NYC Evidence Tampering Guide

NYC Evidence Tampering Guide

You probably know that evidence is used to build a criminal case and is often presented in court. But the way that evidence is collected, handled and presented creates the opportunity for tampering, which is a crime. 


Evidence tampering is any action that destroys, alters, falsifies or conceals any sort of evidence. 

Evidence is a broad category, but in this case refers to any object, document or any record that is useful to a criminal investigation and trial. 

Elements involved 

Each of the following elements must be proven by the prosecution in order to convict someone of evidence tampering: 

Intent: Prosecutors must show that the defendant willfully and purposefully interfered with evidence. Accidental destruction or simply abandoning, or throwing away, evidence is not enough to prove intent. 

Knowledge: Someone acts knowingly when they are aware their conduct may cause a certain result. Regarding tampering, the accused must believe that their actions could result in their preferred verdict in court. 

Evidence: This includes any kind of physical object that might be produced and used during the course of a criminal trial, proceeding or investigation. Digital video and images are included in this category. 

Awareness of a potential or pending investigation: Prosecutors must prove that evidence was tampered with, altered or hidden in anticipation of a future or current legal proceeding. 

The act of tampering 

Tampering is a broad concept, and there are limits to what can be charged as a crime in this regard. Simply engaging in illegal activity like selling drugs, and then destroying or throwing away drug paraphernalia does not prove that the person selling drugs knew there was an investigation underway.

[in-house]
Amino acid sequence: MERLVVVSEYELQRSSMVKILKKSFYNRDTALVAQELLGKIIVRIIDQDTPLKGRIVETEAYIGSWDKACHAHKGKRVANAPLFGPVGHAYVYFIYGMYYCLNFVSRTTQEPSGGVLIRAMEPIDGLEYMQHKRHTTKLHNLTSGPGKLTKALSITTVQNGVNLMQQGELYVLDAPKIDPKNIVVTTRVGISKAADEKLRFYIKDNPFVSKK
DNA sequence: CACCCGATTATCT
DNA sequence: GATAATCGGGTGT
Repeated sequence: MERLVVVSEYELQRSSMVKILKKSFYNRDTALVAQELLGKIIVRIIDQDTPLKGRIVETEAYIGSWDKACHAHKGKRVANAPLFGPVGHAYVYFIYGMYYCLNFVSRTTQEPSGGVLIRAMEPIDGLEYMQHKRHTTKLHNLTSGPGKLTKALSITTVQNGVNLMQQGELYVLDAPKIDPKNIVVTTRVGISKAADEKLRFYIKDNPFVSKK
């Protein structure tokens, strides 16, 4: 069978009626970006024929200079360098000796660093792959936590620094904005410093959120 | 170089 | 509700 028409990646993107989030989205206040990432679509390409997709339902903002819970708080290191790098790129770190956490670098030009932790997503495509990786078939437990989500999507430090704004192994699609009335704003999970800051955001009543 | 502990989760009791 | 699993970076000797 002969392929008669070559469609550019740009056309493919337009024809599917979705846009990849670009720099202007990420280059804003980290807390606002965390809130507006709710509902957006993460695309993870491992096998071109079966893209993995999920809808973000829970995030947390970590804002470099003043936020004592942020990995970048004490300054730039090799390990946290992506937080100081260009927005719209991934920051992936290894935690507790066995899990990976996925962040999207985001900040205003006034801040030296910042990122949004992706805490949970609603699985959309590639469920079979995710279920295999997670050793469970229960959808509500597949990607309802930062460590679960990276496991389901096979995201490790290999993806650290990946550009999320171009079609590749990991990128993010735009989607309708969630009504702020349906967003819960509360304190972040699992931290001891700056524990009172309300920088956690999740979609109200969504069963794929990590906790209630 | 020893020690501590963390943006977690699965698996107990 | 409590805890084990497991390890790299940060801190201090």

Actions that trigger an evidence tampering charge commonly include: 

-Altering, destroying, concealing or removing a thing or item with the purpose of hiding the truth or making an item unavailable for a proceeding or investigation; or 

-Making, presenting or using an item in a manner to deceive any other party who is engaged in a legal proceeding or investigation

NY statute 

In New York, evidence tampering is defined as the crime of knowingly making, devising or preparing false physical evidence, or producing or offering such evidence at a proceeding knowing it to be false, and having the intent that this false evidence be used or introduced in an official proceeding. Evidence tampering in NY State also includes suppressing evidence by concealing, altering or destructing it, due to the belief that the physical evidence in question is about to be used or produced in an official proceeding. 

Tampering with physical evidence is a class E felony in New York. 

If you have been accused of Tampering with Physical Evidence in New York, contact a criminal defense attorney. The Law Offices of Julie Rendelman, LLC, are available for a free consultation.